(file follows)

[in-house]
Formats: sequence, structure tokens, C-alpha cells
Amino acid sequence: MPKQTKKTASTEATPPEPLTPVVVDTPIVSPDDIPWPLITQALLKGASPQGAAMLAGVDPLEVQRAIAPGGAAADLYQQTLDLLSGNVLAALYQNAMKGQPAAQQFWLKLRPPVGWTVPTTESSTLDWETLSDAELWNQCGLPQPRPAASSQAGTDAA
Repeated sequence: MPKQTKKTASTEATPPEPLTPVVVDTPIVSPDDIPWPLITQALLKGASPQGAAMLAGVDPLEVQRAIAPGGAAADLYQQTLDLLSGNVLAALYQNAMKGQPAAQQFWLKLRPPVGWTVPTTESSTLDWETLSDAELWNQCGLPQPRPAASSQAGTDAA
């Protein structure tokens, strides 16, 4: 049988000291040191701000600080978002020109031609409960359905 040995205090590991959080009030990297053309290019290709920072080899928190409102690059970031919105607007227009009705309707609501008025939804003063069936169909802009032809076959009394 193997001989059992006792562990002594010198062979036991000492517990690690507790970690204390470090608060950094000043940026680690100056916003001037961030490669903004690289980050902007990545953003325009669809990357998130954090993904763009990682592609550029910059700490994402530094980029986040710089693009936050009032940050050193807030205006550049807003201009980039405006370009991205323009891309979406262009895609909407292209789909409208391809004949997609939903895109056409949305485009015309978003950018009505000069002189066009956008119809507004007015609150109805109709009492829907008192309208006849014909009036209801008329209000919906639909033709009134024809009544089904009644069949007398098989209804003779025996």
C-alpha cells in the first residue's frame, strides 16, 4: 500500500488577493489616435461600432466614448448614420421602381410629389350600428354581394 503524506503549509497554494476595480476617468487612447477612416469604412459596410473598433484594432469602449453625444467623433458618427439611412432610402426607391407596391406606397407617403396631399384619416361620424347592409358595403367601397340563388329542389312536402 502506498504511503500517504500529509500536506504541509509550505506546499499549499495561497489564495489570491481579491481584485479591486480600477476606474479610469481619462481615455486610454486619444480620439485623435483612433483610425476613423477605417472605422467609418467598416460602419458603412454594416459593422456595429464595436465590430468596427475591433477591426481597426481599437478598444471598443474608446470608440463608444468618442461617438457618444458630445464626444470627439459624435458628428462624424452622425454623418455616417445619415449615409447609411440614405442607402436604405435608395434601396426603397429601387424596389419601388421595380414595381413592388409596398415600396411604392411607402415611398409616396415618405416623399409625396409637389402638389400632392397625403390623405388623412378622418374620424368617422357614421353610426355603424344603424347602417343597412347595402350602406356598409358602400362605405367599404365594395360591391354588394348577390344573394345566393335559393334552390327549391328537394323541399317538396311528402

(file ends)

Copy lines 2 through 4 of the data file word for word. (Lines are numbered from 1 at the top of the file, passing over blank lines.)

Formats: sequence, structure tokens, C-alpha cells
Amino acid sequence: MPKQTKKTASTEATPPEPLTPVVVDTPIVSPDDIPWPLITQALLKGASPQGAAMLAGVDPLEVQRAIAPGGAAADLYQQTLDLLSGNVLAALYQNAMKGQPAAQQFWLKLRPPVGWTVPTTESSTLDWETLSDAELWNQCGLPQPRPAASSQAGTDAA
Repeated sequence: MPKQTKKTASTEATPPEPLTPVVVDTPIVSPDDIPWPLITQALLKGASPQGAAMLAGVDPLEVQRAIAPGGAAADLYQQTLDLLSGNVLAALYQNAMKGQPAAQQFWLKLRPPVGWTVPTTESSTLDWETLSDAELWNQCGLPQPRPAASSQAGTDAA